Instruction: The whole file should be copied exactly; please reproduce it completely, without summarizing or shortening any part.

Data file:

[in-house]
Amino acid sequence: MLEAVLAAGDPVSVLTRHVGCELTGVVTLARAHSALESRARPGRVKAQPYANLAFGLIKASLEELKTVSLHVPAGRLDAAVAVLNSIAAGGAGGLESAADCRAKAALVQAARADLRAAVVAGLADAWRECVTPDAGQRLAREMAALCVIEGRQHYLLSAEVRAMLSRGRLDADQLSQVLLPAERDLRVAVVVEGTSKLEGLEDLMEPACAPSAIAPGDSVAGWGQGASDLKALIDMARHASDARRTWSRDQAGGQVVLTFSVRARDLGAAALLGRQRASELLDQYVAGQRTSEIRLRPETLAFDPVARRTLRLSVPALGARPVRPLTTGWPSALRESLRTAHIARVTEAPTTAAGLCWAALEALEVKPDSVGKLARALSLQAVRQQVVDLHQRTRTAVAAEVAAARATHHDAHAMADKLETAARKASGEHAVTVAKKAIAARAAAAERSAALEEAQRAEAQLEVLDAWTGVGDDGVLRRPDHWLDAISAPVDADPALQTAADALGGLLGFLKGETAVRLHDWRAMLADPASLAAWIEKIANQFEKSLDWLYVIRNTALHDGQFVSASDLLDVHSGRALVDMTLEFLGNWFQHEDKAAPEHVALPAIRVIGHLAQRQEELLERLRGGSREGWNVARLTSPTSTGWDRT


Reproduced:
[in-house]
Amino acid sequence: MLEAVLAAGDPVSVLTRHVGCELTGVVTLARAHSALESRARPGRVKAQPYANLAFGLIKASLEELKTVSLHVPAGRLDAAVAVLNSIAAGGAGGLESAADCRAKAALVQAARADLRAAVVAGLADAWRECVTPDAGQRLAREMAALCVIEGRQHYLLSAEVRAMLSRGRLDADQLSQVLLPAERDLRVAVVVEGTSKLEGLEDLMEPACAPSAIAPGDSVAGWGQGASDLKALIDMARHASDARRTWSRDQAGGQVVLTFSVRARDLGAAALLGRQRASELLDQYVAGQRTSEIRLRPETLAFDPVARRTLRLSVPALGARPVRPLTTGWPSALRESLRTAHIARVTEAPTTAAGLCWAALEALEVKPDSVGKLARALSLQAVRQQVVDLHQRTRTAVAAEVAAARATHHDAHAMADKLETAARKASGEHAVTVAKKAIAARAAAAERSAALEEAQRAEAQLEVLDAWTGVGDDGVLRRPDHWLDAISAPVDADPALQTAADALGGLLGFLKGETAVRLHDWRAMLADPASLAAWIEKIANQFEKSLDWLYVIRNTALHDGQFVSASDLLDVHSGRALVDMTLEFLGNWFQHEDKAAPEHVALPAIRVIGHLAQRQEELLERLRGGSREGWNVARLTSPTSTGWDRT